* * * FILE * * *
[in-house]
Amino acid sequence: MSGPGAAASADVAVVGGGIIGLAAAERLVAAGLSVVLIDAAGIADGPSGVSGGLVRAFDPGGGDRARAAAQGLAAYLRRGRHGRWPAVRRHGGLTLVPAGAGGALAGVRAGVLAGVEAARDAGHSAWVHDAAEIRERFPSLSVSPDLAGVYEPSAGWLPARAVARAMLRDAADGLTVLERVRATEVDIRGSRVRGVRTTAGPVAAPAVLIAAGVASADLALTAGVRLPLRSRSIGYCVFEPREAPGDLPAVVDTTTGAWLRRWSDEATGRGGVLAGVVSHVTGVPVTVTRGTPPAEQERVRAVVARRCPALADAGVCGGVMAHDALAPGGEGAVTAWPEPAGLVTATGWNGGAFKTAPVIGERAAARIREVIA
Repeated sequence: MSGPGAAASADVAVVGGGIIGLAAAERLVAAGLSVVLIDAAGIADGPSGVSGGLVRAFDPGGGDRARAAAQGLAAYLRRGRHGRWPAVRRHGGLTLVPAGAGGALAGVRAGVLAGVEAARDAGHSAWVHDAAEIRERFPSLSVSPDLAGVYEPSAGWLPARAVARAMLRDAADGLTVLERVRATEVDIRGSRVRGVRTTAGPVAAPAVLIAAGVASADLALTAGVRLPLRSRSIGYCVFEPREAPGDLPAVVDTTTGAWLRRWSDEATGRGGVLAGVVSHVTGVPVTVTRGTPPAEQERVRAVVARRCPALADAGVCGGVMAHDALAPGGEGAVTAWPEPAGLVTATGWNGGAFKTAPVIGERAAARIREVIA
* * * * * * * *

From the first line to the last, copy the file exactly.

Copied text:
[in-house]
Amino acid sequence: MSGPGAAASADVAVVGGGIIGLAAAERLVAAGLSVVLIDAAGIADGPSGVSGGLVRAFDPGGGDRARAAAQGLAAYLRRGRHGRWPAVRRHGGLTLVPAGAGGALAGVRAGVLAGVEAARDAGHSAWVHDAAEIRERFPSLSVSPDLAGVYEPSAGWLPARAVARAMLRDAADGLTVLERVRATEVDIRGSRVRGVRTTAGPVAAPAVLIAAGVASADLALTAGVRLPLRSRSIGYCVFEPREAPGDLPAVVDTTTGAWLRRWSDEATGRGGVLAGVVSHVTGVPVTVTRGTPPAEQERVRAVVARRCPALADAGVCGGVMAHDALAPGGEGAVTAWPEPAGLVTATGWNGGAFKTAPVIGERAAARIREVIA
Repeated sequence: MSGPGAAASADVAVVGGGIIGLAAAERLVAAGLSVVLIDAAGIADGPSGVSGGLVRAFDPGGGDRARAAAQGLAAYLRRGRHGRWPAVRRHGGLTLVPAGAGGALAGVRAGVLAGVEAARDAGHSAWVHDAAEIRERFPSLSVSPDLAGVYEPSAGWLPARAVARAMLRDAADGLTVLERVRATEVDIRGSRVRGVRTTAGPVAAPAVLIAAGVASADLALTAGVRLPLRSRSIGYCVFEPREAPGDLPAVVDTTTGAWLRRWSDEATGRGGVLAGVVSHVTGVPVTVTRGTPPAEQERVRAVVARRCPALADAGVCGGVMAHDALAPGGEGAVTAWPEPAGLVTATGWNGGAFKTAPVIGERAAARIREVIA